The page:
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How to learn patterns

Reference: "pattern.pdf" by Martin Fowler.

Patterns are summarization of recurring methodologies to specific problems. So you should learn patterns by problems. Usually the pattern books talk about "how" to apply the patterns, but no "when" to apply them, while knowing "when" to apply "what" pattern, and what disadvantages it may bring is more important.

An expert in a field may learn little from patterns since the patterns are implicit in his/her experience. But patterns are still helpful for them in:



A common side-effect of partitioning a system into a collection of cooperating classes is the need to maintain consistency between related objects. You don't want to achieve consistency by making the classes tightly coupled, because that reduces their reusability.

Sample codes


class Subject;
class Observer{
	virtual ~ Observer();
	// The subject passed to the Update operation lets the observer determine which subject changed when it observes more than one.
	virtual void Update(Subject* theChangedSubject) = 0;

class Observer;
class Subject {
	virtual ~Subject();
	virtual void Attach(Observer*);
	virtual void Detach(Observer*);
	virtual void Notify();
List<Observer*> *_observers;

// CPP
void Subject::Attach (Observer* o) { _observers->Append(o); }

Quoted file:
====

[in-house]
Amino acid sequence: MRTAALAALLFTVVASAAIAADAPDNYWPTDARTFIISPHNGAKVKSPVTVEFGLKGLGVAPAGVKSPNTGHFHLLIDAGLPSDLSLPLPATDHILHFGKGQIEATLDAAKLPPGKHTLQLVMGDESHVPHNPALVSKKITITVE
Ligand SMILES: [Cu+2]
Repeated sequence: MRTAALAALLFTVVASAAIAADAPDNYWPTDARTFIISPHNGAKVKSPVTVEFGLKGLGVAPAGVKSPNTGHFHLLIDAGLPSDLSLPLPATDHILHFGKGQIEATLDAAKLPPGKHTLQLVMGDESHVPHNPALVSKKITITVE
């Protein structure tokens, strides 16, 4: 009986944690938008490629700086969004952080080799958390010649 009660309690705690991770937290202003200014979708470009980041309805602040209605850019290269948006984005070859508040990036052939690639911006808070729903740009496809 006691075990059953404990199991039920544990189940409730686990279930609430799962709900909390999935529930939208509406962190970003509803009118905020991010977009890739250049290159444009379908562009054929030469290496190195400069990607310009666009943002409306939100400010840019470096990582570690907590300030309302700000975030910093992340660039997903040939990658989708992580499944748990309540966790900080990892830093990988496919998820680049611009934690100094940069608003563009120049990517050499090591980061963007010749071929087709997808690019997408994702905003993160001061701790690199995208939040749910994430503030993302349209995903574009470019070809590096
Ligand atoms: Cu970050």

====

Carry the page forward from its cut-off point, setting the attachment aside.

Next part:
void Subject::Detach (Observer* o) { _observers->Remove(o); }
void Subject::Notify () {
	ListIterator<Observer*> i(_observers);
	for (i.First(); !i.IsDone(); i.Next()) {
Subject: ClockTimer

class ClockTimer : public Subject {
	virtual int GetHour();
	virtual int GetMinute();
	virtual int GetSecond();
	void Tick();

void ClockTimer::Tick () {
	// update internal time-keeping state
	// ...
Observer: DigitalClock

class DigitalClock: public Widget, public Observer {
	virtual ~DigitalClock();
	virtual void Update(Subject*);
    // overrides Observer operation
	virtual void Draw();
    // overrides Widget operation; defines how to draw the digital clock
	ClockTimer* _subject;

DigitalClock::DigitalClock (ClockTimer* s) {
	_subject = s;
DigitalClock:: DigitalClock () {

void DigitalClock::Update (Subject* theChangedSubject) {
	if (theChangedSubject == _subject) {
void DigitalClock::Draw () {
	// get the new values from the subject
	int hour = _subject->GetHour();
	int minute = _subject->GetMinute();
	// etc.
	// draw the digital clock


Wikipedia: delegation pattern.

In delegation, an object handles a request by delegating to a second object, the delegate (a helper object), but with the original context.

With language-level support for delegation, this is done implicitly by having self in the delegate refer to the original (sending) object, not the delegate (receiving object). In the delegate pattern, this is instead accomplished by explicitly passing the original object to the delegate, as an argument to a method.

In Gamma et al. 1994, delegation is defined as:

Delegation is a way to make composition as powerful for reuse as inheritance [Lie86, JZ91]. In delegation, two objects are involved in handling a request: a receiving object delegates operations to its delegate. This is analogous to subclasses deferring requests to parent classes. But with inheritance, an inherited operation can always refer to the receiving object through the this member variable in C++ and self in Smalltalk. To achieve the same effect with delegation, the receiver passes itself to the delegate to let the delegated operation refer to the receiver.